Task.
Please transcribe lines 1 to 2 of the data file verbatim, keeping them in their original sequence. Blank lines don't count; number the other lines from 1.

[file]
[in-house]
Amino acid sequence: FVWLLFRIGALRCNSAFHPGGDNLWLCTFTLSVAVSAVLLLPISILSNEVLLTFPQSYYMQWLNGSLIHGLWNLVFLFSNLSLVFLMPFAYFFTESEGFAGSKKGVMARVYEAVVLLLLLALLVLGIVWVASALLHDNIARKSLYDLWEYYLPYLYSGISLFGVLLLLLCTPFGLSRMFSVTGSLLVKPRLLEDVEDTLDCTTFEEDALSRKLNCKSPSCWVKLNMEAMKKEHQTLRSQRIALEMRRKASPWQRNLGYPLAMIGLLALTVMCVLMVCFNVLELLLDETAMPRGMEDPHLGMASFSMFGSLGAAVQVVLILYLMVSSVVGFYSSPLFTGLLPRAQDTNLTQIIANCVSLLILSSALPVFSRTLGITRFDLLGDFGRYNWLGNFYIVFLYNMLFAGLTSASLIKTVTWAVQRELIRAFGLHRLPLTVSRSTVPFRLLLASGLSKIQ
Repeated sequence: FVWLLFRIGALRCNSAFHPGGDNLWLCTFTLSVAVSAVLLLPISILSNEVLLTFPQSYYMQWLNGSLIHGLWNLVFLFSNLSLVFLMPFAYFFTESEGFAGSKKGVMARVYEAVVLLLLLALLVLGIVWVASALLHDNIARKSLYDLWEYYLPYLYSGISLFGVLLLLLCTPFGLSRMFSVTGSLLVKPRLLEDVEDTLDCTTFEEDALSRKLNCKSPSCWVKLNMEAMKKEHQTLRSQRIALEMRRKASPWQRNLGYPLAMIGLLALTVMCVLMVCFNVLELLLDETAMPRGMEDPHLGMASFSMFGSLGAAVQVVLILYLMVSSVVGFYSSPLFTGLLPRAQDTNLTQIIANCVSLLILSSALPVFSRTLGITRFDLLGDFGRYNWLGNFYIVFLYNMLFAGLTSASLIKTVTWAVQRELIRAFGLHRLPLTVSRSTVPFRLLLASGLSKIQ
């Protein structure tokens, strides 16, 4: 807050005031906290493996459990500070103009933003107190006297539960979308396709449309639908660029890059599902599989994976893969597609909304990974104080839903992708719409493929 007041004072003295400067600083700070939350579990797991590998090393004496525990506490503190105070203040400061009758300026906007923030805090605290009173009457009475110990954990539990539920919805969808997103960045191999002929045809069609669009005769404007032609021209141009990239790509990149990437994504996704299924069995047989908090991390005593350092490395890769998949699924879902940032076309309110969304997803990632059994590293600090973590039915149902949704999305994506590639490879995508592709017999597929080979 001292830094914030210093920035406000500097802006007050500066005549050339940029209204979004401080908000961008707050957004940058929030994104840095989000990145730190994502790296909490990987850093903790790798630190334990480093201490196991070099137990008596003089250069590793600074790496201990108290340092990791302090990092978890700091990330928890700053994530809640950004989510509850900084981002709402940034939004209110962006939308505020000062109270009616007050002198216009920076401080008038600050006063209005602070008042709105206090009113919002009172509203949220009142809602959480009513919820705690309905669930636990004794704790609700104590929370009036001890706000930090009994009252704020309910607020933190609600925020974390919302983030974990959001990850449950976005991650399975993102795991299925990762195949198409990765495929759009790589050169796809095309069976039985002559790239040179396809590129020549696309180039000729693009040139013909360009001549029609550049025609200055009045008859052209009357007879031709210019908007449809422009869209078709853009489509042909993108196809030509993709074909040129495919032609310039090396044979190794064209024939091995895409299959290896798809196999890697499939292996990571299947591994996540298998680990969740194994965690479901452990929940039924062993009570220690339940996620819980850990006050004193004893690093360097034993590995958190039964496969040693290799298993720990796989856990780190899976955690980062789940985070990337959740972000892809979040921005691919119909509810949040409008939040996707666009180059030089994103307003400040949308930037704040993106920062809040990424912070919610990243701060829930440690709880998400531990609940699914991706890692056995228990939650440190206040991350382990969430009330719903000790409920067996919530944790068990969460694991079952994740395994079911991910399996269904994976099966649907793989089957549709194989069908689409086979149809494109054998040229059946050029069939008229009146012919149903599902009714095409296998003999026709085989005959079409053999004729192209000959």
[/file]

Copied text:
[in-house]
Amino acid sequence: FVWLLFRIGALRCNSAFHPGGDNLWLCTFTLSVAVSAVLLLPISILSNEVLLTFPQSYYMQWLNGSLIHGLWNLVFLFSNLSLVFLMPFAYFFTESEGFAGSKKGVMARVYEAVVLLLLLALLVLGIVWVASALLHDNIARKSLYDLWEYYLPYLYSGISLFGVLLLLLCTPFGLSRMFSVTGSLLVKPRLLEDVEDTLDCTTFEEDALSRKLNCKSPSCWVKLNMEAMKKEHQTLRSQRIALEMRRKASPWQRNLGYPLAMIGLLALTVMCVLMVCFNVLELLLDETAMPRGMEDPHLGMASFSMFGSLGAAVQVVLILYLMVSSVVGFYSSPLFTGLLPRAQDTNLTQIIANCVSLLILSSALPVFSRTLGITRFDLLGDFGRYNWLGNFYIVFLYNMLFAGLTSASLIKTVTWAVQRELIRAFGLHRLPLTVSRSTVPFRLLLASGLSKIQ